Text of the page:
David Akers (1975/88): This is the lost common O Mint gold dollar. It is readily available in the lower grades and even reasonably obtainable in uncirculated condition. Gem specimens, however, are very scarce, and certainly undervalued when compared to the "common date" Type I gold dollars from the Philadelphia Mint.Doug Winter: The 1853-O is the most available gold dollar from this mint. It is so readily available in lower grades that it brings just a small premium over a common Philadelphia issue.
The 1853-O is the most common New Orleans gold dollar. It is easily found in circulated grades and can be located in the MS60 to MS62 range with no trouble. It is moderately scarce in properly graded MS63, very scarce in MS64 and very rare in MS65. I have seen two superb Gems.
STRIKE: This is the best produced gold dollar from the New Orleans mint. Many examples are very sharp with full detail noted in the peripheries and centers. There are some 1853-O gold dollars with minor weakness on the LL in DOLLAR and on the right side of the 8 and the left side of the 5 in the date. Others may show some weakness on the obverse along the rim and denticles.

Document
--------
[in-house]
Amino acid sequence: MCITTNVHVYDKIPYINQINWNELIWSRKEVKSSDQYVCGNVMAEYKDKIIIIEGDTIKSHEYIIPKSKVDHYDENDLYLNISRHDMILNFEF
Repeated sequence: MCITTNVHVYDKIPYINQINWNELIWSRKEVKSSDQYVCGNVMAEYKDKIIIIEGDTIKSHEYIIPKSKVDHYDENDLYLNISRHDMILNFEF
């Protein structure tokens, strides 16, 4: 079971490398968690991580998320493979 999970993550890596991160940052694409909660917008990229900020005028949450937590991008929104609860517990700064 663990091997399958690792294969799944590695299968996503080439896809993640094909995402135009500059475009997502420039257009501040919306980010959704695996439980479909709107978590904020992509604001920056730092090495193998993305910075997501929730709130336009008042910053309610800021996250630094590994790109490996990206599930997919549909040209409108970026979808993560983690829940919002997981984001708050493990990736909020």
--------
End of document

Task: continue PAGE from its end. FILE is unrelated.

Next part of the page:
SURFACES: Most 1853-O gold dollars have scattered marks on the surfaces. It is not uncommon to see pieces with light to medium scratches in the fields. Some show small mint-made copper spots. These are often seen at the center of the reverse and at the borders.
LUSTER: The luster is among the best seen on any New Orleans gold dollar. Many pieces are very frosty; others have a more subdued grainy texture. I have seen a few semi-prooflike pieces but these are often not attractive due to excessive abrasions.
COLORATION: The natural coloration on this issue is most often a medium green-gold hue. It is still not that difficult to locate an 1853-O with original color but more and more are being dipped.
EYE APPEAL: This is an issue that generally has good eye appeal. The typical example is lightly worn, has good luster and nice overall detail.
DIE CHARACTERISTICS: There are die rust spots near AME in AMERICA. There are also die file marks from ITE in UNITED to the denticles.
MAJOR VARIETIES: There is just a single variety known to me, but given the high mintage figure for this issue it is possible that others exist.
Variety One: All examples seen have a large date with the 8 directly below the first L and a large mintmark which is positioned high and tilts slightly to the right.
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